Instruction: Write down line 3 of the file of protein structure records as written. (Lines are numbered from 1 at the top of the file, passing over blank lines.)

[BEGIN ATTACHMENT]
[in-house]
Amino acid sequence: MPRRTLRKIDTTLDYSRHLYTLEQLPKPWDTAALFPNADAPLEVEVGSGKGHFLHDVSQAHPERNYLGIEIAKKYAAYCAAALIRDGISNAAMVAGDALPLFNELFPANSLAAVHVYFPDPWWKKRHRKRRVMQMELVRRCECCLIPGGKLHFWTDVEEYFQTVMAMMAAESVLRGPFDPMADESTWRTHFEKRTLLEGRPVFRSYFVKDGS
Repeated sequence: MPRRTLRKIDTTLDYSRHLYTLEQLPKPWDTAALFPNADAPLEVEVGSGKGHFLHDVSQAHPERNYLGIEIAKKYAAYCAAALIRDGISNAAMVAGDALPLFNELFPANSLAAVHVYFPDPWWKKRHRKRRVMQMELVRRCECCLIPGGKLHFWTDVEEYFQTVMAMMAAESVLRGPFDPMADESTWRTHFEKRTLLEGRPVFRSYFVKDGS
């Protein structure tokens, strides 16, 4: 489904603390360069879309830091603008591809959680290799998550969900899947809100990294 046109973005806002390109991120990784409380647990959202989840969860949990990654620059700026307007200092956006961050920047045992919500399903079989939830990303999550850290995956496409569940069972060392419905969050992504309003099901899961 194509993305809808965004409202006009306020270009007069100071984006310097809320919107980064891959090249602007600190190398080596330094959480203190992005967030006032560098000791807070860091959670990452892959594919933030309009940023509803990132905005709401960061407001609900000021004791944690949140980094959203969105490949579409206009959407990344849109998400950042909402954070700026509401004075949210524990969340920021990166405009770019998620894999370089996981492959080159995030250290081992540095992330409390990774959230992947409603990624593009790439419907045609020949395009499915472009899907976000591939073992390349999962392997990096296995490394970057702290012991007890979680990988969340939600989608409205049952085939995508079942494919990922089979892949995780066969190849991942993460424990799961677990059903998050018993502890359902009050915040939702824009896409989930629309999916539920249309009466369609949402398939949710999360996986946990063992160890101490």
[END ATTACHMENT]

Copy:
Repeated sequence: MPRRTLRKIDTTLDYSRHLYTLEQLPKPWDTAALFPNADAPLEVEVGSGKGHFLHDVSQAHPERNYLGIEIAKKYAAYCAAALIRDGISNAAMVAGDALPLFNELFPANSLAAVHVYFPDPWWKKRHRKRRVMQMELVRRCECCLIPGGKLHFWTDVEEYFQTVMAMMAAESVLRGPFDPMADESTWRTHFEKRTLLEGRPVFRSYFVKDGS